Simply put, SSL certificates would lose all meaning if they did not have a built-in shelf life. Without expiration, there is no way to know that current certificates abide by the latest security strategies — nor is there any real incentive for website owners to update their certificates.
Consider how much the cybersecurity landscape has changed in just the last few years. Now, imagine if you'd implemented SSL certificates that lasted for over a decade. Would security standards that were relevant ten years ago make much of a difference today? Of course not — and as the pace of change accelerates, we will need even more frequent certificate updates to keep up.
It might not seem like it when you’re in the midst of a complex re-issuance, especially if you manage hundreds or even thousands of certificates, but shorter validation periods can actually streamline the process of updating certificates if an automated solution is implemented. From the website owner's perspective, these short timelines can actually prove useful beyond their long-term security implications.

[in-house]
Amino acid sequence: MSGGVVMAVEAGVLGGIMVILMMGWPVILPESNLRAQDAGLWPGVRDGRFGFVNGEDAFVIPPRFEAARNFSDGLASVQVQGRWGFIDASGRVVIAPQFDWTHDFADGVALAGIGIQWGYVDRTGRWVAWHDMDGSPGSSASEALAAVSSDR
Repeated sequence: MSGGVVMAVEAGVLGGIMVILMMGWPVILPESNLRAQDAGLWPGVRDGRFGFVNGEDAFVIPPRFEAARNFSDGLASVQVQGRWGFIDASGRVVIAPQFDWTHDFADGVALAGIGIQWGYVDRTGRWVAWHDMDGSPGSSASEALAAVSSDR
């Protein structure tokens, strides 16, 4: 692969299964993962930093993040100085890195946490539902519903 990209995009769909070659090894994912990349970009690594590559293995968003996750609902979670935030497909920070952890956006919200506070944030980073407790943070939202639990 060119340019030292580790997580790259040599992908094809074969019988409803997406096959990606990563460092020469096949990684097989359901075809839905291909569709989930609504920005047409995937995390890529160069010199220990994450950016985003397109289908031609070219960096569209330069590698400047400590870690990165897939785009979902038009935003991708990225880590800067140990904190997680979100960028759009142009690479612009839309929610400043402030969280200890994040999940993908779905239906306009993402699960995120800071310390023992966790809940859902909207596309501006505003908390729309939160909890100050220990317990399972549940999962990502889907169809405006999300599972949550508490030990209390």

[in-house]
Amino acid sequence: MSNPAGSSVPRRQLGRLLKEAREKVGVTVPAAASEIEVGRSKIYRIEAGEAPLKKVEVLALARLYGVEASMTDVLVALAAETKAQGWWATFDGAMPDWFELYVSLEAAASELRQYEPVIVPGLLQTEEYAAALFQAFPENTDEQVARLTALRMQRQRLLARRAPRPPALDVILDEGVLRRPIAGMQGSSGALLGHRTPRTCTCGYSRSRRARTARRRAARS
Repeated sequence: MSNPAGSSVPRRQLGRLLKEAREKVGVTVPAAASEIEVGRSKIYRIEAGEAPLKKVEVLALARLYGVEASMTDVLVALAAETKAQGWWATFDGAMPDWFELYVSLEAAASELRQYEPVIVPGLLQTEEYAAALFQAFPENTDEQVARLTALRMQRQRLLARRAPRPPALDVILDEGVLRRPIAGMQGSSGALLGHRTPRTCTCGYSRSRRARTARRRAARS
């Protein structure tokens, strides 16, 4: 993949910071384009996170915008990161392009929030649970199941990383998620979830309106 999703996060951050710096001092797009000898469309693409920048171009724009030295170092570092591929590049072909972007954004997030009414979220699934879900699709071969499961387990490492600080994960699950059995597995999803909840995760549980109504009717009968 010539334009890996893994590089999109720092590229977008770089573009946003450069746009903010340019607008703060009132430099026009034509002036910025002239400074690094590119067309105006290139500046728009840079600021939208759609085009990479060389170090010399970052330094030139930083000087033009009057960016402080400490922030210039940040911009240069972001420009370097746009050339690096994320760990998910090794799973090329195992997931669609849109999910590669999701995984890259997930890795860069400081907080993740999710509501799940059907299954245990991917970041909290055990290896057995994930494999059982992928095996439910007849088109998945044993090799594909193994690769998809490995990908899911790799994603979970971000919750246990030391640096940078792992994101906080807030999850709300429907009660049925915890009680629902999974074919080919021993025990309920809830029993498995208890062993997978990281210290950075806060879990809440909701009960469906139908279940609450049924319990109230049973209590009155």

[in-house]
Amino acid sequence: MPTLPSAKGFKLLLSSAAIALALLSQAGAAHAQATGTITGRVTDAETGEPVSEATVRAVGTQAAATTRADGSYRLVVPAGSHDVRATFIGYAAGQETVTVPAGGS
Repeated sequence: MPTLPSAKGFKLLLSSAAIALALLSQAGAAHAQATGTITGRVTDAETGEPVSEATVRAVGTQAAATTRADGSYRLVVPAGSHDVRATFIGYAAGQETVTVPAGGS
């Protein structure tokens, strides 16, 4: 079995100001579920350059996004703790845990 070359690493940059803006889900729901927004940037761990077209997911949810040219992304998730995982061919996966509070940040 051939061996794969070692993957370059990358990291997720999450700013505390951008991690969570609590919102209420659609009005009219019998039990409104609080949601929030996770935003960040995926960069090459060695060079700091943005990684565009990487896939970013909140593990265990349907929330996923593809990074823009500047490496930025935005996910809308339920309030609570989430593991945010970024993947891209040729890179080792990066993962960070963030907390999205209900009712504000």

How long do website certificates last?
Certificate timelines sometimes vary from one category to the next, so it's important to keep differing strategies in mind as you search for the right solution. Currently, however, it's standard practice for all types of SSL certificates to last around thirteen months. As we'll touch on later, however, that is about to change.
At Sectigo, we maintain a reissuing timeline of once per year to align with the latest security standards. This applies to DV, OV, and EV certificates. These days, it’s standard practice to renew all three types of certificates after thirteen months or, specifically, 397 days.